To identify cursed crowfoot, inspect the kidney-shaped leaves. They have shallow to deep, palmate lobes with bluntly-toothed margins. The basal and stem leaves have their own stalks and occur alternately along the main shoot. The small blooms, which have white to yellow petals, are borne on the tips of the flowering stems. If you have this plant in your garden, make sure to use gloves while handling any of its parts. Note that this species prefers to grow in moist areas with rich soil.
4) Lily of the Nile (Agapanthus africanus)
This charming plant’s common name is a bit of a misnomer as it isn’t native to any regions covered by the Nile River. In the Cape Peninsula, where its delicate blooms grace the sandstone slopes of natural shrublands, its fleshy roots are highly adaptable and can even survive through destructive fires. Also referred to as the African lily, this evergreen plant is often confused with the more popularly grown A. praecox, with which it shares its common name and many features.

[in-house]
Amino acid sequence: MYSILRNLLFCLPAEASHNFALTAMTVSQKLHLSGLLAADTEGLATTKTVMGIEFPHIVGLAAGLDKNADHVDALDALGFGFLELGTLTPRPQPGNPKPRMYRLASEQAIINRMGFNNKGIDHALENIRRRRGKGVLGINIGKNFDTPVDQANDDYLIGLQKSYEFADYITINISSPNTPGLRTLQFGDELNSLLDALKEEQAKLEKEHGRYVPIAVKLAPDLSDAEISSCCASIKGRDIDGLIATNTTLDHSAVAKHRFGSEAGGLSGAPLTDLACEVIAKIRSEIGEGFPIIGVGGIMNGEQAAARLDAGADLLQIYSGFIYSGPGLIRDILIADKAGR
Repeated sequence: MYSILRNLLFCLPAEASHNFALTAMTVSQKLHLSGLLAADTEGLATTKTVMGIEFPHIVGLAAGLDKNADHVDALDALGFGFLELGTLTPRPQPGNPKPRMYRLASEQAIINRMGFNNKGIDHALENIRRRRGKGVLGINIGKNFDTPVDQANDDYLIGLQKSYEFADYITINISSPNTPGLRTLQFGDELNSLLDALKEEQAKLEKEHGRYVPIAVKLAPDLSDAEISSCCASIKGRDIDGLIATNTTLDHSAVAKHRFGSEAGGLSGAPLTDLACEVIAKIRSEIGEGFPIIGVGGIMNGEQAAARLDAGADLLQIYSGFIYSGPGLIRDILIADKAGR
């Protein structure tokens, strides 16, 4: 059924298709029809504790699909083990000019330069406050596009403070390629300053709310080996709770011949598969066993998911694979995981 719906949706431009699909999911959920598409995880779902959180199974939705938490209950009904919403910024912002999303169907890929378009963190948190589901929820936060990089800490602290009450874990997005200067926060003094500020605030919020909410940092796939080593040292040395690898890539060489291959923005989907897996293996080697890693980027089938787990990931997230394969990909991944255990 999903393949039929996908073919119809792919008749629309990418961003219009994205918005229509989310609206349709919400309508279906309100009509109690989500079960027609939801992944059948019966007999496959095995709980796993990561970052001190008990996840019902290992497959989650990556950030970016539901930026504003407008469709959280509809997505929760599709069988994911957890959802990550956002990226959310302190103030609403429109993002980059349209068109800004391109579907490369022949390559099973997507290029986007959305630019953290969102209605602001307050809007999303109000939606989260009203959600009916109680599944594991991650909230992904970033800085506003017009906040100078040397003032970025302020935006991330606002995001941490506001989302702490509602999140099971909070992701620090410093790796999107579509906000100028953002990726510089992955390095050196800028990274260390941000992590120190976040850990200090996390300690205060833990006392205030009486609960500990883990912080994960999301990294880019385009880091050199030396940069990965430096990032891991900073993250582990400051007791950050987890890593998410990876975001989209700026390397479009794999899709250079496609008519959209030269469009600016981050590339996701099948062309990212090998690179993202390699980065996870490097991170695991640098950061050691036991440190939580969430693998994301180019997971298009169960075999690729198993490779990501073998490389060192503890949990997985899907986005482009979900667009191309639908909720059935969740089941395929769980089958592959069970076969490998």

Though the poisonous compounds are largely concentrated in the rhizomes and leaves, all parts of the lily of the Nile are toxic. The sticky sap can cause severe ulcers in the mouth and may induce diarrhea and abdominal pain in animals, but it is traditionally used as a medicine as well. Skin contact with wounded plant material can cause rashes that are accompanied by a burning sensation. If you intend to cultivate this species and any of its close relatives, make sure it is kept at a safe distance from areas where your pets are allowed to roam free.
Despite its toxic profile, lily of the Nile is a popular ornamental plant as its inflorescences can bring remarkable color to temperate gardens. Amazingly, in its native environment, its blooms are known for occurring more profusely after a fire. Their colors vary depending on the cultivar but are usually anywhere from pale to dark blue.